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“Amazing Spider-Man: Renew Your Vows #1” Brings the Spider-Family to Marvel NOW!

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For many Spider-Man fans, a huge chunk of why we loved the character was stolen from us when the Peter Parker/Mary Jane Watson marriage was undone by the magical means of Mephisto. Now, Marvel Comics brings us a chance to see what might have been, with AMAZING SPIDER-MAN: RENEW YOUR VOWS #1. Details after the jump.

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Biff Bam Pop’s It’s All Connected – Just a Kid from Brooklyn: Captain America, American Memories of World War II, and the MCU, Part II

 

Splash page from The Ultimates #1, 2002. Script by Mark Millar, art by Bryan Hitch.

Splash page from The Ultimates #1, 2002. Script by Mark Millar, art by Bryan Hitch.

In the first part of this essay, I briefly sketched the construction of American memories of World War II that began slightly before the war and continue into the 21st century. In many ways the war has become a defining part of American identity, and the dominant, triumphal memory narrative we have created about it serves to elevate American participation in the war almost to the level of the sacred, and certainly to the realm of the simple black and white, good v. evil duality that is much more comforting than any messy and contradictory reality might be. The character of Steve Rogers/Captain America is one of the more perfect cultural artifacts to illustrate this process of memory construction, and the ways in which counter-memories, which challenge the dominant narrative, inevitably influence the national mythology.

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The Amazing Spider-Man Pregame: Who Were Peter Parker’s Parents?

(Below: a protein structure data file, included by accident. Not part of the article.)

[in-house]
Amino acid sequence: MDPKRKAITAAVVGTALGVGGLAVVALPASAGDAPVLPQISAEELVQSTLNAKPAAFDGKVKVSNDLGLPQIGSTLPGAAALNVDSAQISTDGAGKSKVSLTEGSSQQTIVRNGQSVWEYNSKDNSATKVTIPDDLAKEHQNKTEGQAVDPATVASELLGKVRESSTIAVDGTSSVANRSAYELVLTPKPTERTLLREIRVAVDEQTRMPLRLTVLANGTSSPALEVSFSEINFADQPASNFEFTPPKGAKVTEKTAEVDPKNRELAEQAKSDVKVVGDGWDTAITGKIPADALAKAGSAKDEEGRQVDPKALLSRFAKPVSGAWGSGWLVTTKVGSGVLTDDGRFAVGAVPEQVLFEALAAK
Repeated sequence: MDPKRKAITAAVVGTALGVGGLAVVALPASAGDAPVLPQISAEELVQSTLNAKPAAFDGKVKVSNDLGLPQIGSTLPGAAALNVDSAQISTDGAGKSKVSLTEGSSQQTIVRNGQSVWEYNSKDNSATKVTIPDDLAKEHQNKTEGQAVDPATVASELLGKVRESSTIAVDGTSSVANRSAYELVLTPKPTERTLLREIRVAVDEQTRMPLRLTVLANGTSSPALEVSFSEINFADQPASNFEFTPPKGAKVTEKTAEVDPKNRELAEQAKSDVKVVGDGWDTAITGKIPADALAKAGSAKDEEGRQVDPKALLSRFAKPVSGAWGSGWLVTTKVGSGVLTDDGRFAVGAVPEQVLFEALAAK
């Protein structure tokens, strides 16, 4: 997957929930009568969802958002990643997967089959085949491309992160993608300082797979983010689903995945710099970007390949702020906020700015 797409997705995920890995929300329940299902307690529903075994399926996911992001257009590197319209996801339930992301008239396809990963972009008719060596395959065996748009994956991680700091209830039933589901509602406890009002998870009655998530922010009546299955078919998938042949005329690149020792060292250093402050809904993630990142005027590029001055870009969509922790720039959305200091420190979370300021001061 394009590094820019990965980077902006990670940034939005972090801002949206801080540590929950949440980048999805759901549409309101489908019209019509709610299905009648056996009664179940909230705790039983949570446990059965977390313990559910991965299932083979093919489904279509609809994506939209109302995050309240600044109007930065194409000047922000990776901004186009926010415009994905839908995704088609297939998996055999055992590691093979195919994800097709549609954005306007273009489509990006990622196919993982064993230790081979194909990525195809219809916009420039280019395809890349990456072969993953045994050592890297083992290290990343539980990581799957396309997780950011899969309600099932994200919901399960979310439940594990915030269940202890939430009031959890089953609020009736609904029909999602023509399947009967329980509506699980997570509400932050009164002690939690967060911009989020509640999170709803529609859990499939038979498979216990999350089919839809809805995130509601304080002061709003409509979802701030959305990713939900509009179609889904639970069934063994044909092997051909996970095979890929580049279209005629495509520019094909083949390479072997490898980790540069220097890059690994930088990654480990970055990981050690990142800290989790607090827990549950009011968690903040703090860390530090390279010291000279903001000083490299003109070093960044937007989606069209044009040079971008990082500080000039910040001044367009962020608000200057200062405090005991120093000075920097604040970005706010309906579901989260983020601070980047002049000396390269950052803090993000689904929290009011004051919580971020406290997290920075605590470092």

Who were Peter Parker’s parents? This is not a concept that many of us ever think of. As readers, as fans, we are far too invested in Aunt May, worrying over her health, and how she herself worries over Peter. And then there’s Uncle Ben, whose death is the not only the catharsis for the true origin of Spider-Man, but also the core of the famous phrase, “With great power comes great responsibility.” It is shameful but it’s true, Peter’s aunt and uncle are so important in the Spider-Man mythology, that no one hardly, if ever, gives any thought to his parents.

Who were Richard and Mary Parker? Let’s find out after the jump.
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Tales from the Longbox – The Amazing Spider-Man Annual #16 (1982)

Every other week, Jason Shayer will highlight an issue or a run of issues pulled from the horde of comic book long boxes that occupy more room in his house than his wife can tolerate. Each of these reviews will delve into what made that issue or run significant as well as discuss the creative personalities behind the work. “Long Box” refers to the lengthy, white cardboard boxes most comics find themselves stored within – bagged, alphabetized and numerically ordered.

Amazing Spider-Man Annual #16
1982
“Who’s That Lady?”
Writer: Roger Stern
Penciler: John Romita Jr.
Inking: John Romita Sr.

This annual turned out to be more of a team-up story with co-star Captain Marvel stealing most of the spotlight. Captain Marvel’s 17-page origin was a textbook example of how to concisely craft and introduce a new superhero. Stern leveraged her point-of-view as a rookie superhero with access to almost unlimited powers, but was still trying to understand and control them.

In an interview for Back Issue magazine #54, Roger Stern admited: “With Captain Marvel, I did my best to create a character in the Lee/Kirby/Ditko tradition, a down-to-Earth person who suddenly acquired extraordinary power. And I wanted her to be a straightforward, likable superhero.”

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Tales from the Longbox – The Amazing Spider-Man #238 (1983)

Every other week, Jason Shayer will highlight an issue or a run of issues pulled from the horde of comic book long boxes that occupy more room in his house than his wife can tolerate. Each of these reviews will delve into what made that issue or run significant as well as discuss the creative personalities behind the work. “Long Box” refers to the lengthy, white cardboard boxes most comics find themselves stored within – bagged, alphabetized and numerically ordered.

Amazing Spider-Man #238 (March 1983)
Writer: Roger Stern
Artists: John Romita Jr./John Romita Sr.

In retrospect, Amazing Spider-Man #238 was the most important issue of Spider-Man of the 1980s. At the time though, no one was expecting the birth of a new supervillain who would plague Spider-Man for years to come.

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